An alien is any individual who is not a U.S. citizen or U.S. national. A nonresident alien is an alien who has not passed the green card test or the substantial presence test.
If you are a nonresident alien at the end of the tax year, and your spouse is a resident alien, your spouse can choose to treat you as a U.S. resident alien for tax purposes and file Form 1040 using the filing status “Married Filing Jointly.”
Who Must File
You must file a return if you are a nonresident alien engaged or considered to be engaged in a trade or business in the United States during the year.
Even if you are not engaged in a trade or business in the United States, you must file a return if you have U.S. income on which the tax liability was not satisfied by the withholding of tax at the source.
You also must file an income tax return if you want to claim a refund of excess withholding or want to claim the benefit of any deductions or credits (for example, if you have income from rental property that you choose to treat as income connected to a trade or business).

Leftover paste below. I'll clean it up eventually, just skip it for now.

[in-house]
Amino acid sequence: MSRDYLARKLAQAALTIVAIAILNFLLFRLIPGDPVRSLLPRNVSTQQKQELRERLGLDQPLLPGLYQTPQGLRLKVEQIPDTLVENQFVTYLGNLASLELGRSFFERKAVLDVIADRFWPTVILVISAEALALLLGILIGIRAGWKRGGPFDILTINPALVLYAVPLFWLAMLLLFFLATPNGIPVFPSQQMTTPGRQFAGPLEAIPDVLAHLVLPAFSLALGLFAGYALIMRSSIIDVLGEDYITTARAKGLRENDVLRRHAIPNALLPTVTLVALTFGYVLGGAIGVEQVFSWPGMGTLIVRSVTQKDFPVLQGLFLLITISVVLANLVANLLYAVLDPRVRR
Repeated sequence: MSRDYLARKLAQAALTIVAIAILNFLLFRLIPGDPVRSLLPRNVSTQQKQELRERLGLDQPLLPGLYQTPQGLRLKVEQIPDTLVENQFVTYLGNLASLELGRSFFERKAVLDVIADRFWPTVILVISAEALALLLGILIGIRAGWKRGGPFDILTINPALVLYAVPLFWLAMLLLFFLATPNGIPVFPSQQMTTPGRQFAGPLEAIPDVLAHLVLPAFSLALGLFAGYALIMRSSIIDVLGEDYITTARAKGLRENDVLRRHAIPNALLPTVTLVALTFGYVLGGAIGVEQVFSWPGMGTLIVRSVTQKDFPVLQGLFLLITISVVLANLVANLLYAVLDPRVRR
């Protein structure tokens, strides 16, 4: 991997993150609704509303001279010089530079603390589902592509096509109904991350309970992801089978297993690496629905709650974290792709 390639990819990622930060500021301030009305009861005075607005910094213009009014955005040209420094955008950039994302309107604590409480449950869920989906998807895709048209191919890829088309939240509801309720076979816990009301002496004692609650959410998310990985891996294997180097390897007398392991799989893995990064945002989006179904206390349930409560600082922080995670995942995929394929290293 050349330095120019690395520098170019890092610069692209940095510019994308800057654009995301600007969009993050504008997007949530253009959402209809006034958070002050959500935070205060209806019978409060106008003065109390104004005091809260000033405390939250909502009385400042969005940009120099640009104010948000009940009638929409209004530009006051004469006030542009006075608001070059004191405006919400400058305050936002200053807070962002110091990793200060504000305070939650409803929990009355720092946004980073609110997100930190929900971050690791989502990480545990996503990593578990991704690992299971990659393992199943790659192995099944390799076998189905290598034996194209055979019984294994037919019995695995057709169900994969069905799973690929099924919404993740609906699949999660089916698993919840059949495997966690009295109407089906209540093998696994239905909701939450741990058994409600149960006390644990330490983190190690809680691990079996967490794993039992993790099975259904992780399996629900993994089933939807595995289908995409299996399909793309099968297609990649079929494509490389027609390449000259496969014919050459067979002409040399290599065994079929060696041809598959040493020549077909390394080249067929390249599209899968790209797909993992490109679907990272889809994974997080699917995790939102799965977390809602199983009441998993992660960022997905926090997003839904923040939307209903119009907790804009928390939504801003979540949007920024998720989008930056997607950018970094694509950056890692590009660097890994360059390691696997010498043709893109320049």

Tax Treatment of Nonresident Alien
If you are a nonresident alien engaged in a trade or business in the United States, you must pay U.S. tax on the amount of your effectively connected income, after allowable deductions, at the same rates that apply to U.S. citizens and residents. If you are not engaged in a trade or business, the payment of U.S. source income that is fixed, determinable, annual, or periodical is taxed at a flat 30 percent (or lower treaty rate) and no deductions are allowed against such income. You may earn both effectively connected income and fixed determinable, annual, or periodical income in the same year and they will be taxed accordingly.
See Alien Taxation – Certain Essential Concepts for a summary of some rules that apply to resident and nonresident aliens.